DragNet

DragNet: April 20 – May 3, 2015

"I think you have to have a shared collective memory of the past to recognize another human being," writes Lawrence Jackson. His post, On Becoming More Human, examines the recent protests against police violence in Baltimore from his perspective as an African American man.

“I think you have to have a shared collective memory of the past to recognize another human being,” writes Lawrence Jackson. His post, On Becoming More Human, examines the recent protests against police violence in Baltimore from his perspective as an African American man.

I was happy to see Illana Feldman’s new book, Police Encounters: Security and Surveillance in Gaza Under Egyptian Rule, make the rounds on our twitter feed last month. In it, my former Anthropology professor at George Washington University discusses the topics of surveillance, control and police violence in Gaza during the period of Egyptian rule. Disclaimer: you’ll want to block off a few hours to tap into this one…it’s addictive from the start!

“I think you have to have a shared collective memory of the past to recognize another human being,” writes Lawrence Jackson for n plus one magazine. His post, On Becoming More Human, examines the recent protests against police violence in Baltimore from his perspective as an African American man. Jackson is a professor of African American Studies and English at Emory University, and is the author of the 2012 memoir, My Father’s Name: A Black Virginia Family after the Civil War. His post undoubtedly earns my vote for “best of the month”- if you have time for one (and only one) read today, this is it.

Those interested in coverage about the tragic police-related death of Freddie Gray shouldn’t miss NPR’s Weekend Edition that we shared late last month. In it, Scott Simon recounts his experience walking among the residents of West Baltimore in the wake of police protests. As the title attests, to many West Baltimoreans, the “largest gang is, in fact, the police.” We also recommend Ta-Nehisi Coates’ post, Nonviolence as Compliance, which was featured via The Atlantic.

What does the concept of “touch” mean, in a policing context? Mark Greif reflects on this question and more in his post, Seeing Through Police. He discusses the “rules” of police-citizen contact (i.e.- they touch you, you keep your hands to yourself), its many functions (intimidation, reassurance, “traffic direction”) and forms (hands vs. batons). What’s perhaps most intriguing about this post is its dual -and rather empathetic- consideration of police as police, and police as people. At the same time, it presents a critical and well-balanced portrait of modern police practices.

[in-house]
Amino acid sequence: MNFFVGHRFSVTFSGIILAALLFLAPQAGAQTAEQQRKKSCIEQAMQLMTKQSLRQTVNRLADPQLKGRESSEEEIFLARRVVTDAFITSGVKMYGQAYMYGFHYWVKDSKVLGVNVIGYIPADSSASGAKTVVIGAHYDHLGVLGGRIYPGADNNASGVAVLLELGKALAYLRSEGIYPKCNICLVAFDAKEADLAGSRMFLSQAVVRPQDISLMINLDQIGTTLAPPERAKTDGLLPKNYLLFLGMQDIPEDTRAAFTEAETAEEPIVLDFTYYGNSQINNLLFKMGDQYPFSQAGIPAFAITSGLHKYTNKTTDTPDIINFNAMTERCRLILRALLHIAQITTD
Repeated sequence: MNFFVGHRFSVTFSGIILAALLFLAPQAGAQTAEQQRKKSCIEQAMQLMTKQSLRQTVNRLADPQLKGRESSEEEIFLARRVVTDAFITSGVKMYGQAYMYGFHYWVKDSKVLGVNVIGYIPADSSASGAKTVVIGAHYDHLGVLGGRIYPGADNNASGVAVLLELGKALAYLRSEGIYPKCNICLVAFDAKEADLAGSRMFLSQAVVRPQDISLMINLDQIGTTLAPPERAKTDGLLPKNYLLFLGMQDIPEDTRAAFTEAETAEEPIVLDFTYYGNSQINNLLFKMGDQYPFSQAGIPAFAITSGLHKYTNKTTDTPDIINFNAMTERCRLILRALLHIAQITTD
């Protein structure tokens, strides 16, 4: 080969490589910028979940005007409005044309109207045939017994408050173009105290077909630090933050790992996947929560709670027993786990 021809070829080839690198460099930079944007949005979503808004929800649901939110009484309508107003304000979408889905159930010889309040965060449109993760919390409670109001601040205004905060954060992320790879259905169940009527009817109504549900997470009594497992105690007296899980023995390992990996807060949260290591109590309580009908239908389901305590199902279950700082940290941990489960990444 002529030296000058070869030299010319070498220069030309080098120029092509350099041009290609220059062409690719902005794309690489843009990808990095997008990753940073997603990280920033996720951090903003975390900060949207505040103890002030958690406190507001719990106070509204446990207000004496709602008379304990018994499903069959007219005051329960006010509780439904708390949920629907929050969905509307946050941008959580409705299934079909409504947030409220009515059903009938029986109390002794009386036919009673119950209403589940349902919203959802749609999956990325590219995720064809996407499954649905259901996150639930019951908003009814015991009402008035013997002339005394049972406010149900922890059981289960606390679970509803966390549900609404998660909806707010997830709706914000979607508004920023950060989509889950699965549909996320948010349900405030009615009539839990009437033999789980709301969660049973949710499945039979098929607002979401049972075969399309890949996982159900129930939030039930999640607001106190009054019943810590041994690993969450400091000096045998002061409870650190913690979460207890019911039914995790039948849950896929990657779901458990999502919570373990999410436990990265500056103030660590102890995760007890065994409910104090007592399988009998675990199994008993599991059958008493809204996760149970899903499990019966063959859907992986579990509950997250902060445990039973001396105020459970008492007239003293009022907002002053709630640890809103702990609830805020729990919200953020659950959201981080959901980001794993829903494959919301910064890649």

Finally, we are pleased to offer continuing coverage of the American Anthropological Association’s developing initiatives regarding police brutality. AAA recently announced they’ll be offering a working group to monitor racialized police brutality and extrajudicial violence. Co-chairs include David Simmons, Marla Frederick and Shalini Shankar. You can view the Working Group charge here.

Did I miss something? No worries- it does happen on occasion. If you have any suggestions for DragNet, or if you want to call attention to a specific blog or article, send an email to anthropoliteia@gmail.com with the words “DragNet” in the subject header and I’ll get on it!

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DragNet

DragNet: April 6 – 19, 2015

In an unusual demonstration against Denver police, supporters of Jessie Hernandez have allegedly been expressing their discontent by stealing cars. Hernandez was fatally shot by police in January.

In an unusual demonstration against Denver police, supporters of Jessie Hernandez have allegedly been expressing their discontent by stealing cars. Hernandez was fatally shot by police in January.

The police-involved killing of Walter Scott dominates policing news by far this month. Video footage, shot with the cell phone of a bystander who witnessed the event, seems to offer key (and yet incomplete) evidence of how the shooting evolved. Scott had apparently been stopped during a “routine traffic stop” for a broken tail-light. Although the video recording did not capture the full nature of the altercation, it did capture the officer proceeding to shoot Scott in the back while he was running more than 20 feet away from the officer.

Edward Bryant II, head of North Charleston’s NAACP chapter was among those interviewed about the incident by Martin Kaste on NPR’s Morning Edition. While addressing the moment of the film that captured the officer “dropping something” -perhaps the very Taser Scott was charged with stealing- Bryant says that it “reflects something very distasteful…like it’s already been practiced. It’s been already done.” Among organizations taking a stance against the continuation of racialized police violence is the American Anthropological Association, who’s post we shared via Jeff Martin. Stay tuned for their specific initiatives regarding policing culture, which are to be listed soon.